[QODLink]
Europe
Estonia coalition nears poll win
Preliminary election results show centre-right alliance poised to remain in power in Baltic state.
Last Modified: 07 Mar 2011 01:56 GMT
Reform Party leader Ansip has held the premiership since 2005 [Reuters]

Estonia's centre-right government is poised to win a second term in office following a general election in the Baltic state, according to preliminary results from the country's election commission.

The ruling two-party coalition led by Andrus Ansip, Estonia's prime minister, won 56 seats in Estonia's 101-member parliament, the preliminary results showed.

Ansip, who heads the Reform Party, has been in office since a 2005 reshuffle, a year after Estonia joined the European Union.

Mart Laar, the leader of Ansip's coalition partner, the IRL, told Estonian public broadcaster ETV: "Given the trust from the voters it looks likely that the current coalition will continue."

Although the coalition has presided over a period of boom and bust and enacted tough austerity measures during the recovery, opinion polls ahead of the vote showed little to indicate voters wished to punish the government over its performance during the global economic crisis.

The main opposition Center Party won 26 seats and the centrist Social Democrats won 19 seats, according to the preliminary results.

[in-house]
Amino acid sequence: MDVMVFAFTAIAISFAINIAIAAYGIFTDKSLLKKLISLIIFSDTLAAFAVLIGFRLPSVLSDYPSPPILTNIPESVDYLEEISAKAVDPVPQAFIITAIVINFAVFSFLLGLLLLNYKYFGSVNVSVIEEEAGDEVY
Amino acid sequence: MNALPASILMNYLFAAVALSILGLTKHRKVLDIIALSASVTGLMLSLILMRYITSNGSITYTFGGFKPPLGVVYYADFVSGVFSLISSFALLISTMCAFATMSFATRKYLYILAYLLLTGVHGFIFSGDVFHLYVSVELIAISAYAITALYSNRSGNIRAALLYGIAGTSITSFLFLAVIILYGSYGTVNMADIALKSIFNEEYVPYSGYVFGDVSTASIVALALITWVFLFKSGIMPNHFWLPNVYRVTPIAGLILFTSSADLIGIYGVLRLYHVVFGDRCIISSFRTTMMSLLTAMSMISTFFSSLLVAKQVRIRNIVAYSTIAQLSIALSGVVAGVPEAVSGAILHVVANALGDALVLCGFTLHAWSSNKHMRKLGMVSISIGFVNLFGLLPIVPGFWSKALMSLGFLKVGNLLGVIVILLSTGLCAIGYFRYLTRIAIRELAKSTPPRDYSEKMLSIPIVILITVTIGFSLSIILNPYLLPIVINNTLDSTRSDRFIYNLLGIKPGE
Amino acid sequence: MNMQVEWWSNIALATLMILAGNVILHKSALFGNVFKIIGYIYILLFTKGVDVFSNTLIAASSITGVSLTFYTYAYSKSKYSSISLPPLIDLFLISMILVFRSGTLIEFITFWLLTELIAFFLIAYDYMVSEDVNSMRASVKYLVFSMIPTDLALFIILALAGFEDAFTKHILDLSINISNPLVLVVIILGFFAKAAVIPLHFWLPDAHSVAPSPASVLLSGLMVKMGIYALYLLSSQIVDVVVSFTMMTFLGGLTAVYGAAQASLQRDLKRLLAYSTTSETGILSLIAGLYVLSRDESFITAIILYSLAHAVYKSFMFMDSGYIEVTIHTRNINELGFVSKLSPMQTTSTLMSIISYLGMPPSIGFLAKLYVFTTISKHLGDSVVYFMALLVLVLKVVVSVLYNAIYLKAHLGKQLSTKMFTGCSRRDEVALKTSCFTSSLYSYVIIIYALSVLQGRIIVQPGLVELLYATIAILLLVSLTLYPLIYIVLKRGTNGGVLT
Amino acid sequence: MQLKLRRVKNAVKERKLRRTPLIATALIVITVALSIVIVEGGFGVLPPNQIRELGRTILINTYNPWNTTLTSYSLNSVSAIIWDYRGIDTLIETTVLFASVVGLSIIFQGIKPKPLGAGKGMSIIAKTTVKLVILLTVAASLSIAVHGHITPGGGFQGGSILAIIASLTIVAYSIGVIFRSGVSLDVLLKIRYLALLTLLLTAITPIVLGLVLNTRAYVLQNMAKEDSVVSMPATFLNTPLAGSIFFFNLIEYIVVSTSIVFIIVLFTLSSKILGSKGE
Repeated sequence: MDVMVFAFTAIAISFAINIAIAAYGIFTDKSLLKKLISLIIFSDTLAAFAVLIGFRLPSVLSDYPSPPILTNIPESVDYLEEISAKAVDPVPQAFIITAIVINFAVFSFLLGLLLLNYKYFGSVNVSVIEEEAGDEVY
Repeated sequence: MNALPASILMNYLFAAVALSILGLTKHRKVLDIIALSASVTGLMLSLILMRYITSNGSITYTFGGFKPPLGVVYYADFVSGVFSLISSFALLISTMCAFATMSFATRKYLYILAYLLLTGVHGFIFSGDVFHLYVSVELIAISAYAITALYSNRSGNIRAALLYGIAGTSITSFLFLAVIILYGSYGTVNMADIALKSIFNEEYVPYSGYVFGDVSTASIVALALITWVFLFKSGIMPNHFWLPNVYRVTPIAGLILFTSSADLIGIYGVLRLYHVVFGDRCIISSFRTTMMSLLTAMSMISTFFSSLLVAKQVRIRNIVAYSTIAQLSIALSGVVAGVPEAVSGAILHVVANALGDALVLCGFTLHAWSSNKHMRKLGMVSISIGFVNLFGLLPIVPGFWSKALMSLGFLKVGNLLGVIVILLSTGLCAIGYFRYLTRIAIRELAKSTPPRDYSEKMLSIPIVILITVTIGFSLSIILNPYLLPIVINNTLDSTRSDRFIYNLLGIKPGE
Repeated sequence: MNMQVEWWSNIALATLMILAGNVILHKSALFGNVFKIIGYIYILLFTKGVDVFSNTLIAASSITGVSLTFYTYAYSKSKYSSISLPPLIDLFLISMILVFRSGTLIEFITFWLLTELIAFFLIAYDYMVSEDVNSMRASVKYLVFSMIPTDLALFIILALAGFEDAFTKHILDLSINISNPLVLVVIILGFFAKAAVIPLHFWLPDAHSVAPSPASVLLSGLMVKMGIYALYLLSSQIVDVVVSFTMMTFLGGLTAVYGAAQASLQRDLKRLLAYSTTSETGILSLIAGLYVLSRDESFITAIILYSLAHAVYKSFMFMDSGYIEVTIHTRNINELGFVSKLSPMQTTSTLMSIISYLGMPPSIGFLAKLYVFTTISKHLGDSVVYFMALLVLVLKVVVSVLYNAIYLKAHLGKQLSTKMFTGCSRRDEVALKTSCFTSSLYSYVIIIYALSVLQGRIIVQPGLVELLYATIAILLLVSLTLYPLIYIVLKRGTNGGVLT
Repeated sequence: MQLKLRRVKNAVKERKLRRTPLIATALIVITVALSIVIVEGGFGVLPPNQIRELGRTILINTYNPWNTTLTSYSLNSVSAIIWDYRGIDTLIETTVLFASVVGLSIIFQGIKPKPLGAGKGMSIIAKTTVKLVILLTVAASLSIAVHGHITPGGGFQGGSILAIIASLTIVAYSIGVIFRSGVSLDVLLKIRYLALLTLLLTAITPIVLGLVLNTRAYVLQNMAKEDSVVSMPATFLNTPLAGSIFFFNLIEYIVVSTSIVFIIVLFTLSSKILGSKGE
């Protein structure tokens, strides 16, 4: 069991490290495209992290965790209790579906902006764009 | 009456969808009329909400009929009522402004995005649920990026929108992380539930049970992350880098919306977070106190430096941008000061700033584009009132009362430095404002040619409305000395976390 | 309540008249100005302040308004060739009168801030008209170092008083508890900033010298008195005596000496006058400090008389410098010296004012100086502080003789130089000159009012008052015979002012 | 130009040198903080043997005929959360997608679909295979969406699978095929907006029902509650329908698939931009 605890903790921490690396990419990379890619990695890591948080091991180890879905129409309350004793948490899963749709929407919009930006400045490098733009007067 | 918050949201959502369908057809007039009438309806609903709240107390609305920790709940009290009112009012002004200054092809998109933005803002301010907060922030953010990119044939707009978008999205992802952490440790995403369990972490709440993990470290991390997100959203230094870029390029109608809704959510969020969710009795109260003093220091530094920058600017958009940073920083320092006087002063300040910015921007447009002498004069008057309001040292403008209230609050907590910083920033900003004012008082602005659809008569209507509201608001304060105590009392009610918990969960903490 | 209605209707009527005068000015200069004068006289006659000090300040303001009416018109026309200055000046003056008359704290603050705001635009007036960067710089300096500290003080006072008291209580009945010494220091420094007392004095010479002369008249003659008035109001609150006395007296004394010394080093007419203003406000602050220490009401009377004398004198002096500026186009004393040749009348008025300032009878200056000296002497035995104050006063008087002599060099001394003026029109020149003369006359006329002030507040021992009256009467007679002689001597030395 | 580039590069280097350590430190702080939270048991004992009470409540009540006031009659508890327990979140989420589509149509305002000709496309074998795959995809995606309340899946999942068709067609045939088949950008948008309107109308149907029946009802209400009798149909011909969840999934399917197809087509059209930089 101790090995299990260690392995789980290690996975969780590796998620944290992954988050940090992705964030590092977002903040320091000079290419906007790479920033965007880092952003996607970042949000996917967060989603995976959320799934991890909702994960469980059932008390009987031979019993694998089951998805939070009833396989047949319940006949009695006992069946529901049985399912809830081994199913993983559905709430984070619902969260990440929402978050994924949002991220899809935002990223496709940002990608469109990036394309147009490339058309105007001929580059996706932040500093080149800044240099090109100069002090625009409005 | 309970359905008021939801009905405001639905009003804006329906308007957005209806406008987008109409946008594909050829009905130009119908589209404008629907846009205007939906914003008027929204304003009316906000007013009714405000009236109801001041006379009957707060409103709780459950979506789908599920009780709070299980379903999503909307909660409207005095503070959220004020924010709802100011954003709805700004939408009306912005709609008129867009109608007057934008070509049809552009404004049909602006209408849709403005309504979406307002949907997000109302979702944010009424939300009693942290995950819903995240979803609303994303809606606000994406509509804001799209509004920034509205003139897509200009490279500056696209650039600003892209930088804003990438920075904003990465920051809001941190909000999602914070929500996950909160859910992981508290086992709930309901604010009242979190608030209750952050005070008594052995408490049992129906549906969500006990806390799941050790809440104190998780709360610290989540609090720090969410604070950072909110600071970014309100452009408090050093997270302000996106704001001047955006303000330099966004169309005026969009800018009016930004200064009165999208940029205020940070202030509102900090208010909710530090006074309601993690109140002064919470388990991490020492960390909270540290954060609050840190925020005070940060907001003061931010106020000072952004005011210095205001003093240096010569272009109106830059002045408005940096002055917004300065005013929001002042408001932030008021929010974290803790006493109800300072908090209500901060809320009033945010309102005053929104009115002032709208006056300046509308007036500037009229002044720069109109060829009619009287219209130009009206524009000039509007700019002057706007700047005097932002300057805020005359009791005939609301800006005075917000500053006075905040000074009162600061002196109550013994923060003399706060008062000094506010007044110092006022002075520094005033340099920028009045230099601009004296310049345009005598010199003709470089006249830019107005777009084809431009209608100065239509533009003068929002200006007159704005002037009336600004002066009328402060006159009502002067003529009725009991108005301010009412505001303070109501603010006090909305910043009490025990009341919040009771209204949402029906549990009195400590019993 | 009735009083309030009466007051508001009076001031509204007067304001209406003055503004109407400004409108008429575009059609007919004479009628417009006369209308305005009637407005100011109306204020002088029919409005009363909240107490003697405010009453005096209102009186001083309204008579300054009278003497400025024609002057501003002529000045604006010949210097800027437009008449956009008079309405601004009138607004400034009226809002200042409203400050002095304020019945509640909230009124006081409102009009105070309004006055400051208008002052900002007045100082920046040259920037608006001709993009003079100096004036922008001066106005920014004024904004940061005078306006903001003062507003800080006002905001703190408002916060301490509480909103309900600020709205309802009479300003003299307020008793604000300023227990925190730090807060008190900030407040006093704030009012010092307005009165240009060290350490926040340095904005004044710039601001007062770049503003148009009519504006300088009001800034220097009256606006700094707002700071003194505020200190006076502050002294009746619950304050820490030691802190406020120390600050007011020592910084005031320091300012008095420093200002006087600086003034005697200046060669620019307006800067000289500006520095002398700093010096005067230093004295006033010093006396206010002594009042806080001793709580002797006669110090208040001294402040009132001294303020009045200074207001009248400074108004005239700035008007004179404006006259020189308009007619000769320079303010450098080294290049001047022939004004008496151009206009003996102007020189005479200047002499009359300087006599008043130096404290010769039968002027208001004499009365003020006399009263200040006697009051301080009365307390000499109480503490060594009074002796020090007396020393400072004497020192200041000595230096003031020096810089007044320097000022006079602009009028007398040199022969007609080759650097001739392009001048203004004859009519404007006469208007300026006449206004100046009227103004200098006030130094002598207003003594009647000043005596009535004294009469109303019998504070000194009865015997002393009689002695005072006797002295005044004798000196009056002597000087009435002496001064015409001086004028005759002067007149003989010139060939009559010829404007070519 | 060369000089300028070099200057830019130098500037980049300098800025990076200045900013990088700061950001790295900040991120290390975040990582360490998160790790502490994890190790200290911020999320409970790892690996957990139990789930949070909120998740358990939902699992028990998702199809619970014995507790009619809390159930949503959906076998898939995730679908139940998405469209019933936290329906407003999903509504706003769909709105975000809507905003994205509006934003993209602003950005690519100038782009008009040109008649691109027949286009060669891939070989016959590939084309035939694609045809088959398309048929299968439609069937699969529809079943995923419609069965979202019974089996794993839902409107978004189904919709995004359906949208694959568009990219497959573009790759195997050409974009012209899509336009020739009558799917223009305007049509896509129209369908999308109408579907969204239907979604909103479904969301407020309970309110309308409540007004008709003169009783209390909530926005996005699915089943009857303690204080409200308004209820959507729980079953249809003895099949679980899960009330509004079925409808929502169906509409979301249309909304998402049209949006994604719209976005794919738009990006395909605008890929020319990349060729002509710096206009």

A total of 62.9 per cent of Estonia's 912,565-strong electorate took part in the vote, up from 61 per cent in the 2007 general election, the figures showed.

Source:
Agencies
Topics in this article
People
Country
Organisation
Featured on Al Jazeera
At least 25 tax collectors have been killed since 2012 in Mogadishu, a city awash in weapons and abject poverty.
Tokyo government claims its homeless population has hit a record low, but analysts - and the homeless - beg to differ.
3D printers can cheaply construct homes and could soon be deployed to help victims of catastrophe rebuild their lives.
Lack of child protection laws means abandoned and orphaned kids rely heavily on the care of strangers.
Featured
Booming global trade in 50-million-year-old amber stones is lucrative, controversial, and extremely dangerous.
Legendary Native-American High Bird was trained in ancient warrior traditions, which he employed in World War II.
Hounded opposition figure says he's hoping for the best at sodomy appeal but prepared to return to prison.
Fears of rising Islamophobia and racial profiling after two soldiers killed in separate incidents.
Group's culture of summary justice is back in Northern Ireland's spotlight after new sexual assault accusations.